by Lauren M
Transfer tape is one of the essential supplies needed for creating Silhouette or Cricut vinyl projects. However, it can get expensive and usually only comes in a large quantity so you might be looking for some ideas of what you can use instead.
Whether you’re using a Cricut machine or Silhouette Cameo, these transfer tape alternatives will work for many of your vinyl crafting projects.
What else can I use instead of transfer tape?
- Masking Tape
- Painter’s Tape
- Adhesive Shelf Liner
- Lint Roller Paper
- Scotch Tape
Making vinyl decals is mostly impossible without transfer tape. Once the vinyl has been cut and weeded, there has to be a way to transfer the vinyl onto the desired surface all at once without messing up the design and also while keeping all of the pieces together and from moving out of place.
Can you imagine how hard it it would be to transfer vinyl pieces one by one? What a job, especially for small decals and intricate designs! Or even if your decal is only one piece, keeping it bubble-free and from bunching up would be very difficult without transfer tape. This is where transfer tape comes in and saves the day.
Transfer tape or transfer paper makes the process of transferring your decals super simple. Just place the transfer paper sticky side down on top of your weeded vinyl, then peel away the paper backing. Now, just stick the decal onto whatever is being decorated, make sure all pieces stick to the surface, and peel away the transfer tape. Easy peasy!
It is important to note, that transfer tape is not is not used with heat transfer vinyl/HTV. It is only used with adhesive vinyl that is used to make decals. For heat transfer vinyl, something called a carrier sheet is used. You can learn more about HTV here.
While transfer tape is necessary for adhesive vinyl, it can get expensive. And if you don’t need a large amount or are just practicing, you may not want to buy a huge roll.
For these reasons, knowing about other materials you can use instead is helpful. Some of these materials you probably already have around your house. And if not, you can find them all for purchase at most home goods or hardware stores like Walmart, Amazon, Home Depot, or Lowes.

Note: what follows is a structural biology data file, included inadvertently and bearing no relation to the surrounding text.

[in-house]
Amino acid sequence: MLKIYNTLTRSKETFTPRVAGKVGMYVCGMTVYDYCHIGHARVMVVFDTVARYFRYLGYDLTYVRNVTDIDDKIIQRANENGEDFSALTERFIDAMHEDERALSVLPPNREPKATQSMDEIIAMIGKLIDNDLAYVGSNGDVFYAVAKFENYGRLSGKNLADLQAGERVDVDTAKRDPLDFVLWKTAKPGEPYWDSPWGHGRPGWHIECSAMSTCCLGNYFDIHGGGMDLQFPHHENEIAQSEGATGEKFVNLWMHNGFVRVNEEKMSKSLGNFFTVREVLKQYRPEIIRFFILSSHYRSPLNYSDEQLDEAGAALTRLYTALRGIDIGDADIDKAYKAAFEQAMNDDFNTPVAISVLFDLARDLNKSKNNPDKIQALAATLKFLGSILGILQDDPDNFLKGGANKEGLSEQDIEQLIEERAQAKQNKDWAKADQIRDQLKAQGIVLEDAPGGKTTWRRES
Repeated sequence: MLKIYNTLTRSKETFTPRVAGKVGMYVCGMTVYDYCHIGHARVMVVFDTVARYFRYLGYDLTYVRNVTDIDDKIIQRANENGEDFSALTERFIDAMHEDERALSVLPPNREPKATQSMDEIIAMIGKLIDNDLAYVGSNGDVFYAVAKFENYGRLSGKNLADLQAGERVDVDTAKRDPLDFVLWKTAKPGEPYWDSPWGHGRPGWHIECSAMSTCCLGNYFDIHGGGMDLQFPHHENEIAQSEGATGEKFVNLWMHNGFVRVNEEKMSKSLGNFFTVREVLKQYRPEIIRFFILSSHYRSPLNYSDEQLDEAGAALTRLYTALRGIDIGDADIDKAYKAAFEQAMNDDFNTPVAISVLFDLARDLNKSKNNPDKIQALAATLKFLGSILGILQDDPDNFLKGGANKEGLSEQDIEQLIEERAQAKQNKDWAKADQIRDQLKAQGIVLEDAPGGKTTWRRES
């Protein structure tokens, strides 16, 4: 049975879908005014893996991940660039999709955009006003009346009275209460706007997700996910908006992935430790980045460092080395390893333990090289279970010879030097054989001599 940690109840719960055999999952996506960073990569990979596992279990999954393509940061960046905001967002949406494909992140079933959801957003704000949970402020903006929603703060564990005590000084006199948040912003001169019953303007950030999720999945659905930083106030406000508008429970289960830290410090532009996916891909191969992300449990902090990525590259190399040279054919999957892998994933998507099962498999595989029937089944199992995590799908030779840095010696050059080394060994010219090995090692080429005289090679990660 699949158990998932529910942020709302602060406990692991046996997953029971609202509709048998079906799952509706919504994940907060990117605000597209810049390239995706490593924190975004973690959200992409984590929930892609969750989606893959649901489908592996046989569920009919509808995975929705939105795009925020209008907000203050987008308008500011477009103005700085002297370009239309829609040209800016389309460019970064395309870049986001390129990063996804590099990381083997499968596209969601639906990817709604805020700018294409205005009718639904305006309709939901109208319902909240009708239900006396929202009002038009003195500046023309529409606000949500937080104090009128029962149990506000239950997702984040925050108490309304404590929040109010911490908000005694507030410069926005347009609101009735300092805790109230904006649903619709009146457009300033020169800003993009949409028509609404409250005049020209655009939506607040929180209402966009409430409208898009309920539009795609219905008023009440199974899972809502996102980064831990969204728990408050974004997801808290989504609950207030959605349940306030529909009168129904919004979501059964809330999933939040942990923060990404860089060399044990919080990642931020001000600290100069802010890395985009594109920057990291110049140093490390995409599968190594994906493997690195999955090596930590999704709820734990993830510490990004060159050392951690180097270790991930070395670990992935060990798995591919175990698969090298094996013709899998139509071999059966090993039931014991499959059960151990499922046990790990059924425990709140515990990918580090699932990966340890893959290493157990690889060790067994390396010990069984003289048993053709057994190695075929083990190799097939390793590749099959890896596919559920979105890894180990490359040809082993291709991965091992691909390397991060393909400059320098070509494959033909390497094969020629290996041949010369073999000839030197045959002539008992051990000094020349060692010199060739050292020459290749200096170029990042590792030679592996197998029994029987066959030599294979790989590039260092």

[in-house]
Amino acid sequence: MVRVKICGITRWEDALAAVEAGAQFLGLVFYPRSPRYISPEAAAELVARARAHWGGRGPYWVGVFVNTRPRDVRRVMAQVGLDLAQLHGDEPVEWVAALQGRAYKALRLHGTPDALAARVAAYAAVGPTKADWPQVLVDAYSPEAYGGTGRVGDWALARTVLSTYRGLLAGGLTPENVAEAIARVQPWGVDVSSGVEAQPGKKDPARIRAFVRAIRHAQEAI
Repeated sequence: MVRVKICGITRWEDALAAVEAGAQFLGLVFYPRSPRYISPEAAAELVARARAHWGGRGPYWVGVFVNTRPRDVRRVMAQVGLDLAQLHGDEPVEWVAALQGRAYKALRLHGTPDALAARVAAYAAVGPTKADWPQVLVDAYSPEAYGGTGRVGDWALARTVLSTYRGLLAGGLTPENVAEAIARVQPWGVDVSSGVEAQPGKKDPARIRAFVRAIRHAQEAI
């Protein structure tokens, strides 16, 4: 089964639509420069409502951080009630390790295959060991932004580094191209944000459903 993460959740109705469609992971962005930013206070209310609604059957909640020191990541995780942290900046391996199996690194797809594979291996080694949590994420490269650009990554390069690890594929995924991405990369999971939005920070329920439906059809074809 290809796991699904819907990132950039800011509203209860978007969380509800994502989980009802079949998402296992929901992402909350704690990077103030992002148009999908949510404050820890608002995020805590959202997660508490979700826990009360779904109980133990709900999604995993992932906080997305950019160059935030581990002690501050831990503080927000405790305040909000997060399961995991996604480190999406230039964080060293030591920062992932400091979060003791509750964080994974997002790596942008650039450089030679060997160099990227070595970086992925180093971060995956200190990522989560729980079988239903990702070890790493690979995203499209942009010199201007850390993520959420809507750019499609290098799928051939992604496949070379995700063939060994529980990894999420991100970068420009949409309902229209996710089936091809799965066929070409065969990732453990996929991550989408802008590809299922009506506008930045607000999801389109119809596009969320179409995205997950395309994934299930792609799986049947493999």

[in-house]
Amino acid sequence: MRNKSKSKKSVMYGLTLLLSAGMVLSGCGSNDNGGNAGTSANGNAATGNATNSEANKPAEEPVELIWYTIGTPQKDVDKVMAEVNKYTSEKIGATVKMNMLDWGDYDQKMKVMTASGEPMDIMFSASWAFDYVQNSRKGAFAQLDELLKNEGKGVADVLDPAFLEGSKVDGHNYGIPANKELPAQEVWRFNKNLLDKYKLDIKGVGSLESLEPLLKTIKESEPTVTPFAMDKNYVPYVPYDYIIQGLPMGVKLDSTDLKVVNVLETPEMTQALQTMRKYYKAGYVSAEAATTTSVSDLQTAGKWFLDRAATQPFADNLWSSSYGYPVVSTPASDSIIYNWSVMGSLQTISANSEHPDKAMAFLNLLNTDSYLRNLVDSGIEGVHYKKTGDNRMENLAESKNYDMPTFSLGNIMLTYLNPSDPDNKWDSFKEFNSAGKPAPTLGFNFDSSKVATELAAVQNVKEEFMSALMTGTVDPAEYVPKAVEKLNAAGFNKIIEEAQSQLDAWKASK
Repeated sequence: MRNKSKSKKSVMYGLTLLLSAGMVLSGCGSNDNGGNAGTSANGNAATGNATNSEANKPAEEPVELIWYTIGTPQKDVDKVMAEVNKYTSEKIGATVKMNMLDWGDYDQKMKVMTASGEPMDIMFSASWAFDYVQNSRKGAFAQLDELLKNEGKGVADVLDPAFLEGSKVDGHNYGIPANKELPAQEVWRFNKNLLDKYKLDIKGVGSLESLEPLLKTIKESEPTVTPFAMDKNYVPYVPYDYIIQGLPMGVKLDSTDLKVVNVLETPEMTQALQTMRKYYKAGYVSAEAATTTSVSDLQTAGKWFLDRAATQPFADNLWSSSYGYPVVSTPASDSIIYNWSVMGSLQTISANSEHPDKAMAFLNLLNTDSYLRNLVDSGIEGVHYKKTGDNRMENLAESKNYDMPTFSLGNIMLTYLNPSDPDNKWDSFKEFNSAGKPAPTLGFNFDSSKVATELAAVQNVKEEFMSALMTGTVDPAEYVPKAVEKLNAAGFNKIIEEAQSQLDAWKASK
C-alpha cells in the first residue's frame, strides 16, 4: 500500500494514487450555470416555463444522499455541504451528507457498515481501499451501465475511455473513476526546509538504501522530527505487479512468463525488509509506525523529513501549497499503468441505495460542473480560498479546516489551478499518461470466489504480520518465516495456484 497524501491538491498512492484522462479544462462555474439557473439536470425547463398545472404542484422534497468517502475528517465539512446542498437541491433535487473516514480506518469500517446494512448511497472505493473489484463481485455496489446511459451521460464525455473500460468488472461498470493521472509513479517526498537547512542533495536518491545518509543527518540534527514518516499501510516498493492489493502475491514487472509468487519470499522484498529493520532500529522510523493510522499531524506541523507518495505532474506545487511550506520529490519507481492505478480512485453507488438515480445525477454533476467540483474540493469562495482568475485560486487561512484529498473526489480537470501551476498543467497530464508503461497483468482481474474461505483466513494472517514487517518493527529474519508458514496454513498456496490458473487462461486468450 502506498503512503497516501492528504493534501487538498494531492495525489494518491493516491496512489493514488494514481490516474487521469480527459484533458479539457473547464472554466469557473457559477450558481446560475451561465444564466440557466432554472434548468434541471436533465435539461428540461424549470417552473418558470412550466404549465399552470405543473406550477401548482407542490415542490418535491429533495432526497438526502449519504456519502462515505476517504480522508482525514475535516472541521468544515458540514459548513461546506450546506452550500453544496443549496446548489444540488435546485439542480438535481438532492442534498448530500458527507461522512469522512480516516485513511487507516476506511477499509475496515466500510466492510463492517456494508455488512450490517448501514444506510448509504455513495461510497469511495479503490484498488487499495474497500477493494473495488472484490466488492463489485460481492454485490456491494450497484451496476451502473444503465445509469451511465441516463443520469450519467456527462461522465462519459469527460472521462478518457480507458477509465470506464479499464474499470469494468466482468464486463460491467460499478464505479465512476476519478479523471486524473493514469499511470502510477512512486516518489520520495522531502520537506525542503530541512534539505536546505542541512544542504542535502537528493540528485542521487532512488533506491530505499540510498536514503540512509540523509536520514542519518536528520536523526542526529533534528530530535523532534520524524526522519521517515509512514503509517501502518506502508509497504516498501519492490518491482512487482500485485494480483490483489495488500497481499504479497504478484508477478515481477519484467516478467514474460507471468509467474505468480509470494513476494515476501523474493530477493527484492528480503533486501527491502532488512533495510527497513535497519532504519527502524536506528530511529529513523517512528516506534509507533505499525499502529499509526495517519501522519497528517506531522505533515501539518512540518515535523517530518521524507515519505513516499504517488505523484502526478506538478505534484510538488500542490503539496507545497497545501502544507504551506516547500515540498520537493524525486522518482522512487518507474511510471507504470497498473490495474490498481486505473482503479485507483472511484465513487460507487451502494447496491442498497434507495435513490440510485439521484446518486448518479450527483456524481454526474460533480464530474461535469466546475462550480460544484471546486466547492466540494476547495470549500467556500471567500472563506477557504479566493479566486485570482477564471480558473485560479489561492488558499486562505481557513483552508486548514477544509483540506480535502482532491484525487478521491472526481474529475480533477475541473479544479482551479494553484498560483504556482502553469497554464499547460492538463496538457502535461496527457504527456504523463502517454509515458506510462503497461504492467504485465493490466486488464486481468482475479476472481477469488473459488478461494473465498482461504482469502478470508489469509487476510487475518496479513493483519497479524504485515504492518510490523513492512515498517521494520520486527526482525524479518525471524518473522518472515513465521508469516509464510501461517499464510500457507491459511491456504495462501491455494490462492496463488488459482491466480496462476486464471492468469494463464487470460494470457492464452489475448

Some types of transfer tape are very similar to masking tape so of course, masking tape is a great alternative. Masking tape is easy to use because of its easy-to-tear qualities and pressure-sensitive adhesive. Since masking tape is frequently used for things like marking floors and other surfaces, it doesn’t leave a residue behind.
Masking tape is available in a variety of widths, so make sure that you measure your decal and buy the proper width. Going too large is always better than going too small; you can always cut away the excess.
Even if your roll isn’t wide enough for your decal, you can still overlap and use several strips until it covers all the vinyl. Just be careful when removing it from the decal as using multiple pieces could cause the decal to tear more easily since it wouldn’t be transferred with one solid piece.
If you’re looking for a cheaper alternative, masking tape is it. A single roll can be purchased for under $5 at most stores.
Yes, I know masking and painters tape are basically the same things, but I thought it was worth mentioning separately since they are typically marketed as different types and do have a few differences. The two most notable differences are their color and the strength of their adhesive. Painters tape is usually blue and its adhesive is typically not as strong as masking tape.